1. Overview

In this tutorial, we’ll explain two common concepts used in computer vision: translation invariance and translation equivariance. First, we’ll recall the mathematical definition of translation. Then we’ll explain the difference between the translation invariance and the translation equivariance by providing illustrative examples.

2. What Is Translation?

A translation is a geometric transformation that shifts all points in a given direction and by the same distance. Alternatively, it can be interpreted as sliding the origin of the coordinate system by the same amount but in the opposite direction.

The translation can be expressed mathematically as the vector sum of a constant vector \mathbf{v} to each point \mathbf{x}:

    \[T_{\mathbf{v}} (\mathbf{x}) = \mathbf{x} + \mathbf{v}\]

In the following example, image (b) was obtained from image (a) by shifting each pixel 150 pixels to the left:

translation example

3. Translation Invariance

A certain property is translation invariant if it doesn’t change under any translation. Let’s consider the images above. We can recognize a woman in both images even though the pixel values were shifted. An image classifier should predict the label “woman” for both images. In fact, the classifier output should not be influenced by the position of the target. Hence, the output of the classifier function is translation invariant.

In the following figure, we illustrated schematically the translation invariance of an image classifier, whose classifier function is denoted as f:

translation invariance


4. Translation Equivariance

Translation equivariance is a property often confused with translation invariance. So let’s recall the mathematical definition of equivariance.

A function f is said equivariant to a function g if and only if:

    \[f(g(x)) = g(f(x))\]

In other words, f is equivariant to g if the order of application does not change the result of the composite function.

For example, the convolution operation is translation equivariant. In fact, if we apply a translation T_{\mathbf{v}} to the image \mathbf{I} and then perform a convolution f, the resulting response image f(T_{\mathbf{v}}(\mathbf{I})) will be the same as if we first performed convolution to \mathbf{I} and then applied the same translation T_{\mathbf{v}} to the response f (\mathbf{I}).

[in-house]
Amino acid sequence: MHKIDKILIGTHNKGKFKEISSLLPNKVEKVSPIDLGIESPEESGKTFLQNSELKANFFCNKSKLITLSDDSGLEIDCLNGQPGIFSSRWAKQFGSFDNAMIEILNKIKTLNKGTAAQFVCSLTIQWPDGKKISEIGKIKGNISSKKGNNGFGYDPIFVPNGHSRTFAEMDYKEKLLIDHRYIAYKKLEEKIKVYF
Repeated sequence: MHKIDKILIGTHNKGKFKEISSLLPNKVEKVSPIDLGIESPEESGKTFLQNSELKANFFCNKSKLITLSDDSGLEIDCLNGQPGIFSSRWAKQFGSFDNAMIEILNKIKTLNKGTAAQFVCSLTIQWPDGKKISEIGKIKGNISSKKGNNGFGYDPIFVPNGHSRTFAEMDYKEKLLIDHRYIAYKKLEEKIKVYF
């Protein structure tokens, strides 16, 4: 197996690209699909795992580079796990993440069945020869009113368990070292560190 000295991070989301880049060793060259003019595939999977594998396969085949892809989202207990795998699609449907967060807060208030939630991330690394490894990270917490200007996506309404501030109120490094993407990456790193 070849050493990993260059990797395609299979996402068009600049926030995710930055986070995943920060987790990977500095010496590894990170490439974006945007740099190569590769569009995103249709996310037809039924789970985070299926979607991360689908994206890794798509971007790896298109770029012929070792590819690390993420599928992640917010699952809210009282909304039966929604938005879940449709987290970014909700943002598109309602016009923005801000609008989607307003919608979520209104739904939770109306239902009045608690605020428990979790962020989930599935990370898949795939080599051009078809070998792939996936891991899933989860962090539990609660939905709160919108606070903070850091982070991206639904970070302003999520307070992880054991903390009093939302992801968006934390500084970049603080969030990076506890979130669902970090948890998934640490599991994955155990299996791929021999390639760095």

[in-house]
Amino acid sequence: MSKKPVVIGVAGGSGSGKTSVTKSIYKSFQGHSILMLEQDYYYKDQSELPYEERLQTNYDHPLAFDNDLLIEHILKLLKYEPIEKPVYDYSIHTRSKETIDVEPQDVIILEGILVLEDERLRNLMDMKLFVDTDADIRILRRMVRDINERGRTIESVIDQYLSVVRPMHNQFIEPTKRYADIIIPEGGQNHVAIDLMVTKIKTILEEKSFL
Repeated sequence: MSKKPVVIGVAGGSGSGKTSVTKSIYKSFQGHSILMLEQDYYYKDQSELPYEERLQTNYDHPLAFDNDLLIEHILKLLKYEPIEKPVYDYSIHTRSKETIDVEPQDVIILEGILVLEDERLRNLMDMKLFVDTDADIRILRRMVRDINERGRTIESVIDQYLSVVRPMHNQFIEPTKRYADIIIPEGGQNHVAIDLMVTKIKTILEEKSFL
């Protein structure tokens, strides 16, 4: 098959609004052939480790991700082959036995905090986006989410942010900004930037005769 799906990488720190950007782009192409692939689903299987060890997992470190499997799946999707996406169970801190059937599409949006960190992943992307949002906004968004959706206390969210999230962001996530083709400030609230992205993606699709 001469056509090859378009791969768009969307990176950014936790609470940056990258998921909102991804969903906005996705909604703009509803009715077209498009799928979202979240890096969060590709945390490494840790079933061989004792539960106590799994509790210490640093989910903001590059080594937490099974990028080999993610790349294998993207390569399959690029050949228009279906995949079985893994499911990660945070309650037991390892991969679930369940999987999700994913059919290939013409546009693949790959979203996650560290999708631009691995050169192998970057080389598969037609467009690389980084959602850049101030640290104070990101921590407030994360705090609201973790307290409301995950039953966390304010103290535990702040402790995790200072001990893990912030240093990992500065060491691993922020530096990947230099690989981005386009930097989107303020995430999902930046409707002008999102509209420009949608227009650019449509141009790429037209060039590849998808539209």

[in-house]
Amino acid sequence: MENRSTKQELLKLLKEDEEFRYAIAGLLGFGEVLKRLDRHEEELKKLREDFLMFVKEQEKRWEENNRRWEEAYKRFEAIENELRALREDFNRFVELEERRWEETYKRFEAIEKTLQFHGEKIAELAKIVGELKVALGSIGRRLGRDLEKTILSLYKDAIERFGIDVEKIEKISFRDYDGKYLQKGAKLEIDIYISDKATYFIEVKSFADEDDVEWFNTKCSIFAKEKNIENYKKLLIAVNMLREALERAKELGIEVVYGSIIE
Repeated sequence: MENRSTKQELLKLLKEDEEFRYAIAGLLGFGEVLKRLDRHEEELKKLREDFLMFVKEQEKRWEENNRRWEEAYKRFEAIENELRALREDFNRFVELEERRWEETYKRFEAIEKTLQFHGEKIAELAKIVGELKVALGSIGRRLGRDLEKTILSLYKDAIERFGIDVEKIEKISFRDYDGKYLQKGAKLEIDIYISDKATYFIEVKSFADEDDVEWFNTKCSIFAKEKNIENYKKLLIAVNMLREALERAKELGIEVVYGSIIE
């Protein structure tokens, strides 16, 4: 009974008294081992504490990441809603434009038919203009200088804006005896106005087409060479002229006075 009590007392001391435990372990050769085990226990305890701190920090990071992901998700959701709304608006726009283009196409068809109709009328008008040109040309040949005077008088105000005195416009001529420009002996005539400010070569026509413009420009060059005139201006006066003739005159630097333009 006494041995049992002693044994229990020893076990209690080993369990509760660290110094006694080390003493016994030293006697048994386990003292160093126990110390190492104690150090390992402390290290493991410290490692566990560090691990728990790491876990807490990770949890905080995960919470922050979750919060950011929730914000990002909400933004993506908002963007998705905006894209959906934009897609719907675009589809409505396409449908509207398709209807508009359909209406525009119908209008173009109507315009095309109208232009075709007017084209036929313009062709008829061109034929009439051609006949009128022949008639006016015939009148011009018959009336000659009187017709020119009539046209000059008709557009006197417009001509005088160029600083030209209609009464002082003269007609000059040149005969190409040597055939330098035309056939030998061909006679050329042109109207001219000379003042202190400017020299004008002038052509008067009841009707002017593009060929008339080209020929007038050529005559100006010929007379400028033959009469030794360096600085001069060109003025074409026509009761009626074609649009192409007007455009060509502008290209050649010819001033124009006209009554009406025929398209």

The translation equivariance of the convolution operation is represented below:

translation equivariance

5. Translation Invariance and Equivariance in Convolutional Neural Networks

Translation invariance and equivariance are different properties of Convolutional Neural Networks (CNNs).

The translation equivariance is obtained by means of the convolutional layers. In fact, if the input image is translated to the right by a certain amount, the feature maps generated by convolutional layers are shifted by the same amount and direction.

CNNs designed for image classification are translation invariant since if we translate the input, then the output label will not be influenced. Translation invariance is obtained in CNNs by means of the pooling layers. The pooling operation is usually applied to the feature map generated by preceding convolutional layers and non-linear activation functions. Pooling is the substitution of features in a neighborhood with representative statistics, the max or the mean generally. Hence, the location of the original feature is disregarded.

CNNs are not naturally equivariant and invariant to rotation, scaling, and affine transformations. Hence, data augmentation techniques must be used to make CNNs more robust to such geometric transformations.

6. Conclusion

In this tutorial, we reviewed the concepts of translation invariance and translation equivariance, and we provided illustrative examples. Furthermore, we discussed the importance of both properties in the CNNs for image classification.

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